Manning, from college football-crazy Southeastern Conference country, had been the preseason favorite. Theismann's Notre Dame team had just posted the best regular season record (9-2) of all of the finalists' teams. Plunkett had a chance, of course, but could he overcome the bigger names?

Answer: yes.

The national television exposure for Plunkett in the Arkansas opener, the epic Plunkett-directed win over USC in October, and sports information director Bob Murphy's skillful, season-long publicity campaign were enough to carry the vote: Jim Plunkett became Stanford's first -- and still only -- Heisman winner.

Could January 1, 1971 in Pasadena top the Heisman ceremony in New York? Only if the No. 12 Indians could win the Rose Bowl game.

The opponent was as formidable as could be. Big 10 champion Ohio State was undefeated, ranked No. 2, and knew how to win in Pasadena. Ohio State senior quarterback Rex Kern and senior all-America running back John Brockington were just two of the many Buckeyes that as so-called "super sophs" had gone undefeated, including a win over USC in the 1969 Rose Bowl game.

Stanford jumped out to an early lead. On its opening drive, the Indians drove 59 yards on five plays, with Jackie Brown scoring on a four-yard touchdown run. The score: 7-0 Indians.

On the next drive, later in the first quarter, Stanford drove from its own 48-yard line into Ohio State territory before stalling and settling for a 37-yard Steve Horowitz field goal. Stanford, 10-0.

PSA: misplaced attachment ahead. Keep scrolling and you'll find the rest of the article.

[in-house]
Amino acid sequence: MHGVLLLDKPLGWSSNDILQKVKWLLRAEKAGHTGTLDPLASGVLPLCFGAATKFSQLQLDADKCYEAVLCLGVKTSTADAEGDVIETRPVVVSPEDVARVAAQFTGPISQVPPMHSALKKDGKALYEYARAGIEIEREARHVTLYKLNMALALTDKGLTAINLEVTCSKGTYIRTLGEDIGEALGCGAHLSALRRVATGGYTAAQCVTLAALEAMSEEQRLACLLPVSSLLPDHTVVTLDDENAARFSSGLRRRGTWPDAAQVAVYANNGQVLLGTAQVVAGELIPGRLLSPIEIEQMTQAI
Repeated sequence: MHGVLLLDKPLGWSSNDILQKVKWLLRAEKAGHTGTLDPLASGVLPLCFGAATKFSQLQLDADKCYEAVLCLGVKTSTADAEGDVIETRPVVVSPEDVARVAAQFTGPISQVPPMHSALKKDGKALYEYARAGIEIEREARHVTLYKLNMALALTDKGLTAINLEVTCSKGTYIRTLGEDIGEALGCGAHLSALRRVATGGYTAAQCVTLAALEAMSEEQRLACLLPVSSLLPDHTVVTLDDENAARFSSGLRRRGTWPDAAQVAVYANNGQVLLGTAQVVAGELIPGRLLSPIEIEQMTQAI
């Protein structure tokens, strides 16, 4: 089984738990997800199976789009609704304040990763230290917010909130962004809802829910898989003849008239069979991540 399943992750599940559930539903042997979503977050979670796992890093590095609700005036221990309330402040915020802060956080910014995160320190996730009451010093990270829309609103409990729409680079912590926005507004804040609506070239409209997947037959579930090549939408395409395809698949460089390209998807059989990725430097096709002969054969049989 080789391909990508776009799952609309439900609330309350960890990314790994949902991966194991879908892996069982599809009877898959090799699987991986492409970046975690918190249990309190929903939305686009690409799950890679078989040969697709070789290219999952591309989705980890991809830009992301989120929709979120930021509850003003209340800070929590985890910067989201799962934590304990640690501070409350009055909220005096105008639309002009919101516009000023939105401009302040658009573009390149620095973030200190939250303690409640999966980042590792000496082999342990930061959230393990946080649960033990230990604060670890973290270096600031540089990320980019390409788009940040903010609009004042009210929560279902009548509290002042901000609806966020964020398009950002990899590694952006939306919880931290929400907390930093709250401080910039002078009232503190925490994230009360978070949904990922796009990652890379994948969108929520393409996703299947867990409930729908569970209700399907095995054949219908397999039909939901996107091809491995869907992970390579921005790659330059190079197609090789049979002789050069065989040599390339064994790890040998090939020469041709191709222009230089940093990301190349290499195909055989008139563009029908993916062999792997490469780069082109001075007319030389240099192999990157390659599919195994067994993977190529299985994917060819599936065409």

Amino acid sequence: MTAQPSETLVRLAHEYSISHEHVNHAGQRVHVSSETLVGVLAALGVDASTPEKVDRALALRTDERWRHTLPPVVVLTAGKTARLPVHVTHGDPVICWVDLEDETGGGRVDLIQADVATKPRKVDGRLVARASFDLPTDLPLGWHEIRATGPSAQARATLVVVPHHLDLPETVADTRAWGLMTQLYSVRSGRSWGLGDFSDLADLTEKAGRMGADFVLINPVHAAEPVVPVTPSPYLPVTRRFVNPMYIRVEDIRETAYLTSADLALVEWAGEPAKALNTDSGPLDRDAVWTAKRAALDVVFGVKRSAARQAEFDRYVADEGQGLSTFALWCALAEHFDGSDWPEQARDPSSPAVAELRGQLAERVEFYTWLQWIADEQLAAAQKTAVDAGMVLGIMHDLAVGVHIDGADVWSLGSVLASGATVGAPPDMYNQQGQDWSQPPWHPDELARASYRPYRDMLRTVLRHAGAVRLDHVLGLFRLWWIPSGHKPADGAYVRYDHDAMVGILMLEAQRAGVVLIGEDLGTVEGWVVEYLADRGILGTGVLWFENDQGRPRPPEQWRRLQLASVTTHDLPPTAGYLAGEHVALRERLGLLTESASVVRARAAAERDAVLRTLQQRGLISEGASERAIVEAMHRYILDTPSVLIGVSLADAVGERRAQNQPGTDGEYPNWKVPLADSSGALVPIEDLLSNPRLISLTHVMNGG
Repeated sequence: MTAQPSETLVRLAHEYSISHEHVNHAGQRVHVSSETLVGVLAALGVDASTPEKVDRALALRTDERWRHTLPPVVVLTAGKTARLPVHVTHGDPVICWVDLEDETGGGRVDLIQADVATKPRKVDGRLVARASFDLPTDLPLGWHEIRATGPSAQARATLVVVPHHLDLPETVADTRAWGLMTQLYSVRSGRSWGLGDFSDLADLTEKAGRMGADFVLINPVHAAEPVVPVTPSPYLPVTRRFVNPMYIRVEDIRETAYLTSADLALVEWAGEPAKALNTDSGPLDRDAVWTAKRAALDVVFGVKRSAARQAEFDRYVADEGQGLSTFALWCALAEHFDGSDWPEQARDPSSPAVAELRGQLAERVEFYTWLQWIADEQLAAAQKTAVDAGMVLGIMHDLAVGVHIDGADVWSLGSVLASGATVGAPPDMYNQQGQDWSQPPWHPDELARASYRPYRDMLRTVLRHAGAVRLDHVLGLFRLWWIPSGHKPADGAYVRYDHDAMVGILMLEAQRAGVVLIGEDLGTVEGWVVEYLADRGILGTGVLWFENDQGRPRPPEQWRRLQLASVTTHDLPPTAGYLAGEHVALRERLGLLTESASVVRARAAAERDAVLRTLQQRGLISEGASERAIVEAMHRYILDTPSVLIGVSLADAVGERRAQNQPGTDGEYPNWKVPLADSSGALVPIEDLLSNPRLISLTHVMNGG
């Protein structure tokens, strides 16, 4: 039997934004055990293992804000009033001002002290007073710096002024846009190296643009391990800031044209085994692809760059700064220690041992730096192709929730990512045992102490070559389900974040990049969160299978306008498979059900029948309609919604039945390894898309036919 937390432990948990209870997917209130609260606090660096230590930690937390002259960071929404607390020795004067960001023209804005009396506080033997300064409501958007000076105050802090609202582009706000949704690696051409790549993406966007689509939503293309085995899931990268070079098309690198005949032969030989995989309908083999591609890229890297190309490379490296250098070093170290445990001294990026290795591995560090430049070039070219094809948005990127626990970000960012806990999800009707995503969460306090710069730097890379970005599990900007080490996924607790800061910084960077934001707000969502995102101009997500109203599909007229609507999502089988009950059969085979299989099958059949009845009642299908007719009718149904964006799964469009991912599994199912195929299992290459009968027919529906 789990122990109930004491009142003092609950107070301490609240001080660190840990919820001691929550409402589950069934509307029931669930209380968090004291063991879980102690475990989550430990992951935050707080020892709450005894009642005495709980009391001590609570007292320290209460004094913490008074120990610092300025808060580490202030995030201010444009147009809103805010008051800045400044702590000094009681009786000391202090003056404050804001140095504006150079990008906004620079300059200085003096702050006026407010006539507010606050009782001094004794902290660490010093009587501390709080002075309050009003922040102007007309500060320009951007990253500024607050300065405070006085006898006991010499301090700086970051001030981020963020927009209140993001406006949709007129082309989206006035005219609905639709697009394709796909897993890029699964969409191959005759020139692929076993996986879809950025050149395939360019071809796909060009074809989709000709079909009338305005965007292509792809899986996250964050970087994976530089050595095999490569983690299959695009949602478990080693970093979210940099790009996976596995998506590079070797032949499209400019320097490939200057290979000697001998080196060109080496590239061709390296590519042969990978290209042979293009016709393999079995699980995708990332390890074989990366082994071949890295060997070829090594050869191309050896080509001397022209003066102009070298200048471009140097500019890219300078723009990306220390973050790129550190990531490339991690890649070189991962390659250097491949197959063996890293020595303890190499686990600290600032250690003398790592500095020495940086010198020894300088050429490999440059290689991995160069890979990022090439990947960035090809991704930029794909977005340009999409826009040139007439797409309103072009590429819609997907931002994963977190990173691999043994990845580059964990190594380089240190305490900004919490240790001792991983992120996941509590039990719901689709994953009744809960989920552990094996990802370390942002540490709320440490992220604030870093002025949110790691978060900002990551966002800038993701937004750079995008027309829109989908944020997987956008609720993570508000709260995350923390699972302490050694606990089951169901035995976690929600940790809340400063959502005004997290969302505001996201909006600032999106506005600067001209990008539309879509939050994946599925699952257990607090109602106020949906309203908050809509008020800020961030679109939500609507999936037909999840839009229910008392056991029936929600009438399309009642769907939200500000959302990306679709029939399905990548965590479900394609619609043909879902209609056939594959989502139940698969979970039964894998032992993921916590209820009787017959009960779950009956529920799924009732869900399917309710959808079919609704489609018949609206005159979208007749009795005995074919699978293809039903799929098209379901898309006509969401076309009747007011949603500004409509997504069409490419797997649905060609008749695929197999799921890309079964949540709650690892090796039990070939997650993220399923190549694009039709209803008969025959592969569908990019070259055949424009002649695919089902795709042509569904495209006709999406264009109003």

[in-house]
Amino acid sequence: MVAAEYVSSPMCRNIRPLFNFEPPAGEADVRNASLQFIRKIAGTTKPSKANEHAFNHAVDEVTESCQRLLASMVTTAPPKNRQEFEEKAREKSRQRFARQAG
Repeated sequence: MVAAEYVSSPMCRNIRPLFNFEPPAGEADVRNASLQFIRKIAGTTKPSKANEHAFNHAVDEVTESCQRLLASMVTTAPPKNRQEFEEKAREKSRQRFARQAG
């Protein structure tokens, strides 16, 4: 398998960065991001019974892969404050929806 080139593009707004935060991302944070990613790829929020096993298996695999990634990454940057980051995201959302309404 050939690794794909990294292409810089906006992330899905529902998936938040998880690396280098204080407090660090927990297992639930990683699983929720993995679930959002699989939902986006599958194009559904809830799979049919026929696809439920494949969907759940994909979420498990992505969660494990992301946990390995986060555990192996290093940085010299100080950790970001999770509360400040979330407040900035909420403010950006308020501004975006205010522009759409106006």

The Buckeyes came right back, Brockington scored on a one-yard run late in the first quarter, and added another in the second. Ohio State led, 14-10, at halftime. The teams traded field goals in the third quarter. And, going into the fourth, the score stood 17-13 in favor of the Buckeyes.

The Buckeyes sought to put Stanford away, going for it on fourth-and-one at the Stanford 20 on the opening play of the fourth quarter. But Brockington was hit by linebacker Ron Kadziel for no gain on what would be the game's pivotal play.

Plunkett then engineered a brilliant 80-yard, 13-play drive leading to a go-ahead one-yard scoring run by Brown. Plunkett completed all five passes he attempted, accounting for 69 yards. The Brown touchdown put Indians ahead, 20-17, with 10 minutes remaining.

Next, a big break for Stanford.

With Ohio State going uncharacteristically to the air, Stanford senior defensive back Jack Schultz picked off a Kern pass and returned it to the Buckeye 25-yard line. Four plays later, Plunkett hit Randy Vataha on a 10-yard touchdown pass play, making the score 27-17 Indians with 8:18 left.

And the Thunderchickens made sure those final eight minutes were "Ohio Scoreless University". The Buckeyes would not score again. The last seconds ticked off the clock in the Arroyo Seco gloaming.

The final score, Stanford 27, Ohio State 17.

A Rose Bowl win for Stanford.

A Rose Bowl MVP for Plunkett.

Twelve tackles for Thunderchicken Tipton.

The winning formula for Stanford: Heisman + Thunderchickens = Rose Bowl win.